I'm trying to learn Lagrangian mechanics and have been reading a lot of articles on it. But many of the articles write the equations in different ways, probably for different purposes.

The Euler-Lagrange equation is:

$$\frac{\mathrm d}{\mathrm dt}\left(\frac{\partial{L}}{\partial{\dot{q_i}}}\right)-\frac{\partial{L}}{\partial{q_i}}=0$$

But then I've also seen a lot of other versions.

$$\frac{\mathrm d}{\mathrm dt}\left(\frac{\partial{T}}{\partial{\dot{x}}}\right)-\frac{\partial{T}}{\partial{x}}=Q$$

$$\frac{\mathrm d}{\mathrm dt}\left(\frac{\partial{L}}{\partial{\dot{q_i}}}\right)-\frac{\partial{L}}{\partial{q_i}}=Q_i$$

$$\frac{\mathrm d}{\mathrm dt}\left(\frac{\partial{L}}{\partial{\dot{q_i}}}\right)-\frac{\partial{L}}{\partial{q_i}}+\frac{\partial{P}}{\partial{\dot{q_i}}}=Q_i$$

My questions are as follows:

  1. In which cases do you only need to consider the kinetic energy as in the second equation?
  2. To include non-conservative forces as friction, do you just add the force as a generalized force in equation 3 or do you have to add a Rayleigh dissipation function as in equation 4?
  1. The first form is true whenever the Forces are derivable from a scalar, i.e when $Q_i=-\frac{\partial V}{\partial q_i}$

  2. The second equation however is true even when none of the forces can be derived from a scalar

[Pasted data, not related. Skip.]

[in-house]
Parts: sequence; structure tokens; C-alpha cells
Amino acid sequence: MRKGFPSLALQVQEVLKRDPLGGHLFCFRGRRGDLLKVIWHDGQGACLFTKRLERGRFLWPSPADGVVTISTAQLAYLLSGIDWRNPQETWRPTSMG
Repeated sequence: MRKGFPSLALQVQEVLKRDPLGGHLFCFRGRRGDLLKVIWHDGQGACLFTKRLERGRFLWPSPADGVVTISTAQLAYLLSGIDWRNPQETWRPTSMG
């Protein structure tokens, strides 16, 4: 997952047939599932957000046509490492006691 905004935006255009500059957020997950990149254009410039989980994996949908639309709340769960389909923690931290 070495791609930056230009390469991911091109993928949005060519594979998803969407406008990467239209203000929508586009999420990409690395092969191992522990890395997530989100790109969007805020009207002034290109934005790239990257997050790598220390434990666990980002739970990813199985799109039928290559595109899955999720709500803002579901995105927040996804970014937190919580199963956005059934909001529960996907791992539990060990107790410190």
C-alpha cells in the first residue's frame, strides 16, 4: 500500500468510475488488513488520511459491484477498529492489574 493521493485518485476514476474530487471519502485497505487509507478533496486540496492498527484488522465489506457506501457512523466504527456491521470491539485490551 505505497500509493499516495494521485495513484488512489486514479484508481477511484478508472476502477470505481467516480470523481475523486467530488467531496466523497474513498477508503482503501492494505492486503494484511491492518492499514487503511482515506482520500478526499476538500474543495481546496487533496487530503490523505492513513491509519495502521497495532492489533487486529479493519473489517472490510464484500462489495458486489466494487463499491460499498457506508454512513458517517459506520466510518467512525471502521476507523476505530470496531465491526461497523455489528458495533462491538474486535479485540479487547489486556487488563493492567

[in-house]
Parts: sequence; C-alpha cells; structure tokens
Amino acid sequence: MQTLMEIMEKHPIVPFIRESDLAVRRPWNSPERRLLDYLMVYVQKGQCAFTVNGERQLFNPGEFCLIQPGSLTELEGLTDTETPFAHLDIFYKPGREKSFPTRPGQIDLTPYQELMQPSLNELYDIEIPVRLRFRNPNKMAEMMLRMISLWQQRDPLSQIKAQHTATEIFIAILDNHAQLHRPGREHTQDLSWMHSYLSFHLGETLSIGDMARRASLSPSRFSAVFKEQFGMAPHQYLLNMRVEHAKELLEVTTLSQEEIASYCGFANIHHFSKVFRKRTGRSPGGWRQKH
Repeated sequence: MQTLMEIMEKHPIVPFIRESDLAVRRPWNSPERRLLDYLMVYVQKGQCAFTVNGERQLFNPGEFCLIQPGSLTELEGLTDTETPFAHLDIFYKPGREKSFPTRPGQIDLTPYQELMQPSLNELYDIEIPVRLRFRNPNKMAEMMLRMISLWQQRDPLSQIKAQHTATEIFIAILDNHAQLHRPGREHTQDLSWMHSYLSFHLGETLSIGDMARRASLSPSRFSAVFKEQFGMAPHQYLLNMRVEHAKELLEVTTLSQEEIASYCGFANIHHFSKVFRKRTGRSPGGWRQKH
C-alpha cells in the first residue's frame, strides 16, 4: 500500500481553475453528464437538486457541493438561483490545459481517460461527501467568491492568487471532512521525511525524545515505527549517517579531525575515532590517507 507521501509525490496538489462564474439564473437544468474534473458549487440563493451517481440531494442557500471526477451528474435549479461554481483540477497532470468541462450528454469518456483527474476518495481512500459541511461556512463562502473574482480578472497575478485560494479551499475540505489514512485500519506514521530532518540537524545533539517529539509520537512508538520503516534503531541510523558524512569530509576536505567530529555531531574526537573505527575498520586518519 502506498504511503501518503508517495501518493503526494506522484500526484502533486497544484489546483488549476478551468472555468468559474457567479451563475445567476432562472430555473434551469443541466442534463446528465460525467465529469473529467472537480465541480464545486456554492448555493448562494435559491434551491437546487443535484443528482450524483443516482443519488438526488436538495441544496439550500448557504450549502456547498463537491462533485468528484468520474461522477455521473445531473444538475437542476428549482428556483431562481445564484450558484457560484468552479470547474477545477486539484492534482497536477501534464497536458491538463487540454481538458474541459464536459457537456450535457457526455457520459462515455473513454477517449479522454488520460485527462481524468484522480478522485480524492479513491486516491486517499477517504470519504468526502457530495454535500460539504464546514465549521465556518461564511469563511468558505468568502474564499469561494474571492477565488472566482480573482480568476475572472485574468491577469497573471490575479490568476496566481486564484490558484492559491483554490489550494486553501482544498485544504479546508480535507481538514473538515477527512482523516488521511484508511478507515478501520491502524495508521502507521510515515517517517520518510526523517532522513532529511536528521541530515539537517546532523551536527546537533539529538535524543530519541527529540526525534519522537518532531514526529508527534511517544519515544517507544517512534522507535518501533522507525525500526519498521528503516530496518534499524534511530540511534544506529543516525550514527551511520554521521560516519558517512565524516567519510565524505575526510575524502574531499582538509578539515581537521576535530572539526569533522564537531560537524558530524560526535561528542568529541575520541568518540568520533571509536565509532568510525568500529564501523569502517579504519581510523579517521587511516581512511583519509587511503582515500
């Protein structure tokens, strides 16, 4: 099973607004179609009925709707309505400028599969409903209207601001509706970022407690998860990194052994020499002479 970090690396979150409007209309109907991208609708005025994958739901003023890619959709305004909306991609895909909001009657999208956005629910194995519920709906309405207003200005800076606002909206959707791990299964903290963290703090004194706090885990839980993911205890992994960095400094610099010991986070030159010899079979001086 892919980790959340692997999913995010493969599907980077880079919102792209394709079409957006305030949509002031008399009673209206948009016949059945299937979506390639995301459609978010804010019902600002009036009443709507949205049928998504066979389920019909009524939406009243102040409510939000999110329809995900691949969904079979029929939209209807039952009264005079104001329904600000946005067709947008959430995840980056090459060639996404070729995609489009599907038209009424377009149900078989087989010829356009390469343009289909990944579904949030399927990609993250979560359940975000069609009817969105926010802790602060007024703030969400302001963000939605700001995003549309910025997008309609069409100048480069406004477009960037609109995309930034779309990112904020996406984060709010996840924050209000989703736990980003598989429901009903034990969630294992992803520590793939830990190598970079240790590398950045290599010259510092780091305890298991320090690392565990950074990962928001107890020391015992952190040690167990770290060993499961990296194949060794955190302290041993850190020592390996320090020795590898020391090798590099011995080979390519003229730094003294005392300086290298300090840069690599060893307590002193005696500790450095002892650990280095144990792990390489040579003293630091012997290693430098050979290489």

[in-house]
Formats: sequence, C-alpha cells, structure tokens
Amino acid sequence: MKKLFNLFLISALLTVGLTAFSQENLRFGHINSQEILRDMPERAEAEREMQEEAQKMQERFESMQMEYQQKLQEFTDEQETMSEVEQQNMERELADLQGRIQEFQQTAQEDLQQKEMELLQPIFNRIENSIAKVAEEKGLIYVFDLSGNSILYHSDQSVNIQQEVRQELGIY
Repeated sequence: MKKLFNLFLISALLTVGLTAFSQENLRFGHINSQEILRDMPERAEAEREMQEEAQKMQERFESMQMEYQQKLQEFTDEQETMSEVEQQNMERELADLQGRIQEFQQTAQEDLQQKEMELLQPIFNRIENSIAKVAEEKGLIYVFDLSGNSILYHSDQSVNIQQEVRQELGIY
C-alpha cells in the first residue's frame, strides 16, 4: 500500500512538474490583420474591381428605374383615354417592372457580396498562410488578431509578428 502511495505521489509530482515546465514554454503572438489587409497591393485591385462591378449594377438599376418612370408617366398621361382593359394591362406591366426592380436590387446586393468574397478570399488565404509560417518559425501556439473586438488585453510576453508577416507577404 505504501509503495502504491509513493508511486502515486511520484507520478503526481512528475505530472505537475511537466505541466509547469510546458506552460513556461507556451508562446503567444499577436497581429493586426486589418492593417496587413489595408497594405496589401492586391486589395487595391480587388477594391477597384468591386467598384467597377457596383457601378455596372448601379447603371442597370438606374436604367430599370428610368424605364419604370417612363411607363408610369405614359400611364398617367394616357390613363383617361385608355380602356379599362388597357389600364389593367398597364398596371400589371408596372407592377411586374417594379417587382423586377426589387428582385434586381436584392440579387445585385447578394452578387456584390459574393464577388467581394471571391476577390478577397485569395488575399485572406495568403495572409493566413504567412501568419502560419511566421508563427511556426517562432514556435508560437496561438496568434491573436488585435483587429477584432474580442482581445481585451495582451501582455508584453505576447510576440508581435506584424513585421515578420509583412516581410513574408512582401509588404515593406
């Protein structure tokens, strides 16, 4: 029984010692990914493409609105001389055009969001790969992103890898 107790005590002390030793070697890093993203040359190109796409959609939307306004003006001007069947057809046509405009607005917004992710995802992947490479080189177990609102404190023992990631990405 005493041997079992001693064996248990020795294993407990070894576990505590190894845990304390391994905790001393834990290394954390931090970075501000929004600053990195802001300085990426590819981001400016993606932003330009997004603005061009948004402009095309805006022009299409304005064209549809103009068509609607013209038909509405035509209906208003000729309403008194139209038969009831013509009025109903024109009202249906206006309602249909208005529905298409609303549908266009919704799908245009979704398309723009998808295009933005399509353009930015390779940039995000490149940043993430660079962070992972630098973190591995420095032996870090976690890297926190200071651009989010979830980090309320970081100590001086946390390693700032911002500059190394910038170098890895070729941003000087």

3. The third is true when some of the forces are derivable from a scalar and some are not, i.e. $L$ contains potential of the conservative forces and $Q_j$ represents forces not arising from the potential

  4. If the only non-conservative force is the Rayleigh dissipation function then $Q_i=-\frac{\partial P}{\partial \dot q_i}$ (in eq.3) if there are other/more non-conservative forces then eq.4 is valid


Goldstein: Classical Mechanics 3rd edition

  • $\begingroup$ Thanks, this is a very helpful answer. But could you elaborate on what you mean by 'forces that are derivable from a scalar' and 'forces not arising from the potential'? $\endgroup$
    – Kake_Fisk
    Jun 19 '16 at 11:33
  • $\begingroup$ @Kake_Fisk They mean the same, The scalar is the potential, Conservative forces obey the rule $\nabla \times F=0$ which implies that $F$ can be written as $F=-\nabla V$ , where $V$ is a potential which is a scalar $\endgroup$
    – Courage
    Jun 19 '16 at 13:16

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